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Holocaust Revisited

About 30 students and teachers from several Pittsburgh private schools recently had the opportunity to walk in the footsteps of a Holocaust survivor.

Members of Classrooms Without Borders traveled from Pittsburgh to Poland for a chance to visit the remains of concentration camps and ghettos. Led by Holocaust survivor Howard Chandler, they walked through camps where millions were killed during World War II.

The 84-year-old Chandler stood in a barrack of Auschwitz, telling the students and educators his experiences as an adolescent in that very camp.

"You know, we suffered so much, and the thought, I think, was, the sooner they do away with us, the sooner we will stop suffering," Chandler said.

The students, at first, had a hard time comprehending the atrocities inflicted by Nazi Germany. Rachel Harmatz, a student at the Ellis School, participated in one of many reflection sessions during the journey abroad.

"They were stripped of their identity basically, I-I can't relate to that because, I don't know, I take it for granted," Harmatz said, "and it's just really hard, emotionally, to go through that."

Chandler recalled having to resort to eating grease.

"I remember and I can still smell it today. It was an Italian plane, I think it was, and they found containers with grease, and the Russian prisoners of war ate that, so I helped myself too," Chandler said.

At other times, Chandler did not eat anything for days on end.

"So when we were let into the camp, the first thing you had to do was line up — I think it was according to alphabetical order — and they tattooed a number on you," recalled Chandler, "and when this was finished, you got a piece of bread and soup, which was quite welcome after not having eaten in I don't know for how many days."

He went on to tell the group how cigarettes were like currency in the concentration camp, and explained how he once gave an Auschwitz guard two cigarettes in exchange for not being selected for extermination.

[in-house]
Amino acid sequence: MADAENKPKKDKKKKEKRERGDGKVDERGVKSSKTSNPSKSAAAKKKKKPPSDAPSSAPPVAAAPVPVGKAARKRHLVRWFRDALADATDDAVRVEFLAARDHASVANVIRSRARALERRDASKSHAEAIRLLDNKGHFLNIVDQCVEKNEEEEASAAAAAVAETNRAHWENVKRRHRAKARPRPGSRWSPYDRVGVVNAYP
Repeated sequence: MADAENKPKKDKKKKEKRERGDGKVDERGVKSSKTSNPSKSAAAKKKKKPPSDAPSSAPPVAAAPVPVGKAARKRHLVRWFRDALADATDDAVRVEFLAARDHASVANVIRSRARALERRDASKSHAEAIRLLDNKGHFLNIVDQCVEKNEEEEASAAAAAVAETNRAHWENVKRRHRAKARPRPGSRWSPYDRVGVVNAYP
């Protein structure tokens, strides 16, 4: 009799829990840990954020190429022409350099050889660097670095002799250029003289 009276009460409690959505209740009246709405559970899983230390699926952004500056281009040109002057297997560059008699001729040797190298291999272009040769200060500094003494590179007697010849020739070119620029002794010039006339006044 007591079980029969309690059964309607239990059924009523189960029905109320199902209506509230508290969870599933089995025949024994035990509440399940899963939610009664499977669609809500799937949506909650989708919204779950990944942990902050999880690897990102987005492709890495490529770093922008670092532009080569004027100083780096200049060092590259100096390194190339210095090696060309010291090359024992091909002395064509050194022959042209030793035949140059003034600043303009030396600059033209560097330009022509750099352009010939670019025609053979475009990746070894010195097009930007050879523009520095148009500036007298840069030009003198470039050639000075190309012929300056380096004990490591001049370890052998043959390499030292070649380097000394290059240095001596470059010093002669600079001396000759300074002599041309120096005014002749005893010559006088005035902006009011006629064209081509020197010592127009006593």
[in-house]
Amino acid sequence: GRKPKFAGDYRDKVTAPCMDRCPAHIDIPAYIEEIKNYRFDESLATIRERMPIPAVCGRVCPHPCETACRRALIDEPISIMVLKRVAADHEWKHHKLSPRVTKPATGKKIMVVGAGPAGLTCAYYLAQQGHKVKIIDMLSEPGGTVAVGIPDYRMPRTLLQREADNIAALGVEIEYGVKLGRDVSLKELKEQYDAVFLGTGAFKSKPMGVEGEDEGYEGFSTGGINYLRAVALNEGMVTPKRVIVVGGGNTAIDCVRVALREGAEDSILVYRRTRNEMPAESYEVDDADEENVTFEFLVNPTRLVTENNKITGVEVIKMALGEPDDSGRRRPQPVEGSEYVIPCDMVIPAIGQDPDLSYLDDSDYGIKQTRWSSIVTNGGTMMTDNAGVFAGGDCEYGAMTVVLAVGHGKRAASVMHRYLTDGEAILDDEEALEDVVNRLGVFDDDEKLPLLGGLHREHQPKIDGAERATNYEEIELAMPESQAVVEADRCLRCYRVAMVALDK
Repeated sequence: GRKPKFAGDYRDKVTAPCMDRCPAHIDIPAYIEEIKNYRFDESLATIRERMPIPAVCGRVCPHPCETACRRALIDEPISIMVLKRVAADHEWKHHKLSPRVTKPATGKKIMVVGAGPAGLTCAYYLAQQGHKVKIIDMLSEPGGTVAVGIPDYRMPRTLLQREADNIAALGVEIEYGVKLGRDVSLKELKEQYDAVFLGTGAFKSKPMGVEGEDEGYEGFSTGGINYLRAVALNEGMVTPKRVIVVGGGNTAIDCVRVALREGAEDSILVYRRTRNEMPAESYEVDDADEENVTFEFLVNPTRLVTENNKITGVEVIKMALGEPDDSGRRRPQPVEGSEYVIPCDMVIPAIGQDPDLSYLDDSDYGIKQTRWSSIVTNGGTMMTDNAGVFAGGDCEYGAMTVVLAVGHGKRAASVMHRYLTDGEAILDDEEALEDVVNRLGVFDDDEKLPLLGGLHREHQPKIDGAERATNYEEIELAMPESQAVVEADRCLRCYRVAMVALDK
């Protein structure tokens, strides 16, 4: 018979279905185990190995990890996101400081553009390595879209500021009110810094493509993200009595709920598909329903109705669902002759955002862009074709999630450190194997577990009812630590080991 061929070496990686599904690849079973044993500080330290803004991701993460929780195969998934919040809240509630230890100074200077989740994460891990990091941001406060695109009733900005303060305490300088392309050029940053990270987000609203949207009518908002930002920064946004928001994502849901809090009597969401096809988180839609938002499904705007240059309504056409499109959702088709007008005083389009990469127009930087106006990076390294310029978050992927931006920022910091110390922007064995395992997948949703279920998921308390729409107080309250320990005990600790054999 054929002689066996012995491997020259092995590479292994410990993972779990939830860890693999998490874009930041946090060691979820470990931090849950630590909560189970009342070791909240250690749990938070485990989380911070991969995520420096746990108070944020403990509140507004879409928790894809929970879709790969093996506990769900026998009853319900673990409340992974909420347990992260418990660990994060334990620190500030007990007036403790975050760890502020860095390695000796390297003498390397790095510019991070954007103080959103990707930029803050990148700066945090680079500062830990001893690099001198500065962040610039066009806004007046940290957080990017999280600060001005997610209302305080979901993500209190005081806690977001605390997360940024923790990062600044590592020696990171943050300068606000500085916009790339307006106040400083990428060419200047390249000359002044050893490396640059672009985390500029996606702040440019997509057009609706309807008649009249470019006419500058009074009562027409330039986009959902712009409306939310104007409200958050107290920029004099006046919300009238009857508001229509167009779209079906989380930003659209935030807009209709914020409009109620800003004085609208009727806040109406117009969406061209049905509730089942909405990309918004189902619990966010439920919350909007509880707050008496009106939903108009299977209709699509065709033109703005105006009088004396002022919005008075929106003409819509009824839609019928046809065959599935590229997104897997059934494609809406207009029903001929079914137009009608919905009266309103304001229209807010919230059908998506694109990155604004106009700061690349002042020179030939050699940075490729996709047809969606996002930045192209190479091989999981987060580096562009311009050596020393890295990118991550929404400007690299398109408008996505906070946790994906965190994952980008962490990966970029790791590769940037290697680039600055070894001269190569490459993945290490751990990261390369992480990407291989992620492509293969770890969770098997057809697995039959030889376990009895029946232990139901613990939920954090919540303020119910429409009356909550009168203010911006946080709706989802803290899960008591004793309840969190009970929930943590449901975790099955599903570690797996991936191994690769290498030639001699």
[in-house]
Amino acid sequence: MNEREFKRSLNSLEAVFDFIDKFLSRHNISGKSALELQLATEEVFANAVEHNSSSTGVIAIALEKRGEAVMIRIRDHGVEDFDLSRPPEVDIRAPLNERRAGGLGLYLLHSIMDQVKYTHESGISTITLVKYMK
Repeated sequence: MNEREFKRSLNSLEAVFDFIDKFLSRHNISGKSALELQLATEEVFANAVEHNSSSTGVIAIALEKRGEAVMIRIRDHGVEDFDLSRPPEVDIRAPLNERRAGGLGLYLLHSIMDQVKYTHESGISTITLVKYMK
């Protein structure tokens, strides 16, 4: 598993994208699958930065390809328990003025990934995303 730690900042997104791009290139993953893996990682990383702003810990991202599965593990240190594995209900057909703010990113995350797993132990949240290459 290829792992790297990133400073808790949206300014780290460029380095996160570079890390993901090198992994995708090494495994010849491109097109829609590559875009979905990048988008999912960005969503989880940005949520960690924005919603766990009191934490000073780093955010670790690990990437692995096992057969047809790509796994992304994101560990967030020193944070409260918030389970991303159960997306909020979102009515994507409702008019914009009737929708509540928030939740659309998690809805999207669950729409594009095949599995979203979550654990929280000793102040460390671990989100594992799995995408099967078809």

Student Rachel Harmatz said hearing that millions died in the camps didn't quite hit her, but the images generated by walking through the gas chambers and crematoriums struck home.

"I feel like when I walked on the camp, the concentration camp, I just immediately thought of my brother, and I thought of my mom and my dad," she said.

The students weren't the only ones impacted. History, music and art educators made the journey with their students. Both groups admitted seeing each other outside of school was awkward at first, but the environment created a learning experience impossible to get from the confines inside a classroom.

Destin Groff is a student at Shady Side Academy.

"It wasn't just something you read about in a textbook or talk about in history class, and I guess the reality of it was very overwhelming," Groff said, "and it's definitely something that I need to think about more and just reflect on more, and I have so many more questions now after being there, and it's an experience I'll never forget."

The overarching goal for Classrooms Without Borders was to educate students and teachers and ensure the Holocaust is not forgotten. The participants were challenged to carry on Chandler's story to Pittsburgh and elsewhere.